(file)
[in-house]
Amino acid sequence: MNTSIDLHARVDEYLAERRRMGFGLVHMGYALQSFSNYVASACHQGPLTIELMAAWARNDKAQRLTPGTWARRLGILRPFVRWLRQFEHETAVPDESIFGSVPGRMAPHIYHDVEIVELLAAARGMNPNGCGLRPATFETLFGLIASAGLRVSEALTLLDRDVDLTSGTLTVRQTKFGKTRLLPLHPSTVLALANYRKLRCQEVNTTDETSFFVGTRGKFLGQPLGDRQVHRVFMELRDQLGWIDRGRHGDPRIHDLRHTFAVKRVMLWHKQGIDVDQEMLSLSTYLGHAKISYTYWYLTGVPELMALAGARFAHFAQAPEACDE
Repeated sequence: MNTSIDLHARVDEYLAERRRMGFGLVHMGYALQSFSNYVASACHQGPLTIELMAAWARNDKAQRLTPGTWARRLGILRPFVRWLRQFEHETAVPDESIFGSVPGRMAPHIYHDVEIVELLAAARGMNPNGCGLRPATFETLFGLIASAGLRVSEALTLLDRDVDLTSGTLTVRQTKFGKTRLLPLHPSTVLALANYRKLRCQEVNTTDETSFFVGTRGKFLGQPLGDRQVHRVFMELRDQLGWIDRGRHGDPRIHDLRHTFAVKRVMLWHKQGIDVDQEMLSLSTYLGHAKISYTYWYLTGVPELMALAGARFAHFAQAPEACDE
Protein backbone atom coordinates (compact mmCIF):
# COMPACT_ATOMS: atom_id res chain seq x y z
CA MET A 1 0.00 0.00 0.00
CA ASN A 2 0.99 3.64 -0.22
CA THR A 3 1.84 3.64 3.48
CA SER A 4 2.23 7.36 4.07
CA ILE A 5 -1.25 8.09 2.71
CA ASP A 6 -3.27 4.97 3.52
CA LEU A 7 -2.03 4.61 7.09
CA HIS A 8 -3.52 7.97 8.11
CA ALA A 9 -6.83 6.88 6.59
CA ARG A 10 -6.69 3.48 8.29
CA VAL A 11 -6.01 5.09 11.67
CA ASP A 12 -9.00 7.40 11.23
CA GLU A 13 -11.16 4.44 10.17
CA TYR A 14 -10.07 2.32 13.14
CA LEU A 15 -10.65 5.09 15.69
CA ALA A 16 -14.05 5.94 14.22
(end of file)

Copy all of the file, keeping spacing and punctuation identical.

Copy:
[in-house]
Amino acid sequence: MNTSIDLHARVDEYLAERRRMGFGLVHMGYALQSFSNYVASACHQGPLTIELMAAWARNDKAQRLTPGTWARRLGILRPFVRWLRQFEHETAVPDESIFGSVPGRMAPHIYHDVEIVELLAAARGMNPNGCGLRPATFETLFGLIASAGLRVSEALTLLDRDVDLTSGTLTVRQTKFGKTRLLPLHPSTVLALANYRKLRCQEVNTTDETSFFVGTRGKFLGQPLGDRQVHRVFMELRDQLGWIDRGRHGDPRIHDLRHTFAVKRVMLWHKQGIDVDQEMLSLSTYLGHAKISYTYWYLTGVPELMALAGARFAHFAQAPEACDE
Repeated sequence: MNTSIDLHARVDEYLAERRRMGFGLVHMGYALQSFSNYVASACHQGPLTIELMAAWARNDKAQRLTPGTWARRLGILRPFVRWLRQFEHETAVPDESIFGSVPGRMAPHIYHDVEIVELLAAARGMNPNGCGLRPATFETLFGLIASAGLRVSEALTLLDRDVDLTSGTLTVRQTKFGKTRLLPLHPSTVLALANYRKLRCQEVNTTDETSFFVGTRGKFLGQPLGDRQVHRVFMELRDQLGWIDRGRHGDPRIHDLRHTFAVKRVMLWHKQGIDVDQEMLSLSTYLGHAKISYTYWYLTGVPELMALAGARFAHFAQAPEACDE
Protein backbone atom coordinates (compact mmCIF):
# COMPACT_ATOMS: atom_id res chain seq x y z
CA MET A 1 0.00 0.00 0.00
CA ASN A 2 0.99 3.64 -0.22
CA THR A 3 1.84 3.64 3.48
CA SER A 4 2.23 7.36 4.07
CA ILE A 5 -1.25 8.09 2.71
CA ASP A 6 -3.27 4.97 3.52
CA LEU A 7 -2.03 4.61 7.09
CA HIS A 8 -3.52 7.97 8.11
CA ALA A 9 -6.83 6.88 6.59
CA ARG A 10 -6.69 3.48 8.29
CA VAL A 11 -6.01 5.09 11.67
CA ASP A 12 -9.00 7.40 11.23
CA GLU A 13 -11.16 4.44 10.17
CA TYR A 14 -10.07 2.32 13.14
CA LEU A 15 -10.65 5.09 15.69
CA ALA A 16 -14.05 5.94 14.22